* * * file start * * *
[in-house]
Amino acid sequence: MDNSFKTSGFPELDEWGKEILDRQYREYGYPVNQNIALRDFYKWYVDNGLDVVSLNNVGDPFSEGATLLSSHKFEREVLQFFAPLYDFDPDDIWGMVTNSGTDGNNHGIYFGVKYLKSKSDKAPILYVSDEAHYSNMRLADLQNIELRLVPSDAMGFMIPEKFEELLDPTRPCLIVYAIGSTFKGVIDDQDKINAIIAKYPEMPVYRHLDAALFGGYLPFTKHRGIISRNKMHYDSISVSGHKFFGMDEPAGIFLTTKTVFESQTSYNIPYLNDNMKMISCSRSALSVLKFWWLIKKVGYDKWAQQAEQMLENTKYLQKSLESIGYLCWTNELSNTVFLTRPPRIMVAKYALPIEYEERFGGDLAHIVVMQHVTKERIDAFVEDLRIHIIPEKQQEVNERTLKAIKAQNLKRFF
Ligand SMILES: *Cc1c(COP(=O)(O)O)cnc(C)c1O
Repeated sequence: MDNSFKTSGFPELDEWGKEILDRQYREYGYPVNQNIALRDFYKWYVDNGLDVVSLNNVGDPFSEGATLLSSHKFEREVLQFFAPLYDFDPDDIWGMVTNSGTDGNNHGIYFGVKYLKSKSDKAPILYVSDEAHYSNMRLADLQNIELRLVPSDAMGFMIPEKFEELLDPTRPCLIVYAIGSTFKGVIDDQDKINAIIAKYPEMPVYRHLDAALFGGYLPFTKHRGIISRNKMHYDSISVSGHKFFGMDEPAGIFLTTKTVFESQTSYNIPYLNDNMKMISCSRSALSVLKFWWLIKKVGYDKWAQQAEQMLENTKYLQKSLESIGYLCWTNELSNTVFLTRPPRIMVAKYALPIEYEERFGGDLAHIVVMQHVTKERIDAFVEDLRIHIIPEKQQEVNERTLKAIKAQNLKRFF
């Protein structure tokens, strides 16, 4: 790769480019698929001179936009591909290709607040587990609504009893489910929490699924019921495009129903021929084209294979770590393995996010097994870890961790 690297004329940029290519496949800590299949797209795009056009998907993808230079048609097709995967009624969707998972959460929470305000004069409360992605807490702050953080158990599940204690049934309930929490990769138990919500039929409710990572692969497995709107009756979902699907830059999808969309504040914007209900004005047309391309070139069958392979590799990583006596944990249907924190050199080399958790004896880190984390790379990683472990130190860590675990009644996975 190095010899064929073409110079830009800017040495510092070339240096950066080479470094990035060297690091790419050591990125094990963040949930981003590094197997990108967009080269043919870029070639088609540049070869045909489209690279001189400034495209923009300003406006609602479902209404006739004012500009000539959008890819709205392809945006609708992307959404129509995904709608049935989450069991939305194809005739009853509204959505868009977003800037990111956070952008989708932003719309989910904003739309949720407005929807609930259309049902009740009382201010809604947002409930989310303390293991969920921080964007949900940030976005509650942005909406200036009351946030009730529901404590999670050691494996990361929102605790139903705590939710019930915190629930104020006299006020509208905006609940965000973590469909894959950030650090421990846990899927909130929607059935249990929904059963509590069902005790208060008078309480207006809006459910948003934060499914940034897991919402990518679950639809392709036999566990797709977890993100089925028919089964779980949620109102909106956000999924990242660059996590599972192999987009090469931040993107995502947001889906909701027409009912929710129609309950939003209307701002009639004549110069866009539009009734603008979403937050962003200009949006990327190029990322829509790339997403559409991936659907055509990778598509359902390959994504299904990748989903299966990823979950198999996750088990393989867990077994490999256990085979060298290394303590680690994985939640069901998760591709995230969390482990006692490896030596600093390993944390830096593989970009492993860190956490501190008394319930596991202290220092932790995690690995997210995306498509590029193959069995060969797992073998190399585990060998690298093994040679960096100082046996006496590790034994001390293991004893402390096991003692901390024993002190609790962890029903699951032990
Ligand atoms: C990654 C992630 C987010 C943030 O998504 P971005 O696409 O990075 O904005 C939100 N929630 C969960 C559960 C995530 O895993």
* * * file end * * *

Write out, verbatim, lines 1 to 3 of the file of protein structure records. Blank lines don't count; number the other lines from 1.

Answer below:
[in-house]
Amino acid sequence: MDNSFKTSGFPELDEWGKEILDRQYREYGYPVNQNIALRDFYKWYVDNGLDVVSLNNVGDPFSEGATLLSSHKFEREVLQFFAPLYDFDPDDIWGMVTNSGTDGNNHGIYFGVKYLKSKSDKAPILYVSDEAHYSNMRLADLQNIELRLVPSDAMGFMIPEKFEELLDPTRPCLIVYAIGSTFKGVIDDQDKINAIIAKYPEMPVYRHLDAALFGGYLPFTKHRGIISRNKMHYDSISVSGHKFFGMDEPAGIFLTTKTVFESQTSYNIPYLNDNMKMISCSRSALSVLKFWWLIKKVGYDKWAQQAEQMLENTKYLQKSLESIGYLCWTNELSNTVFLTRPPRIMVAKYALPIEYEERFGGDLAHIVVMQHVTKERIDAFVEDLRIHIIPEKQQEVNERTLKAIKAQNLKRFF
Ligand SMILES: *Cc1c(COP(=O)(O)O)cnc(C)c1O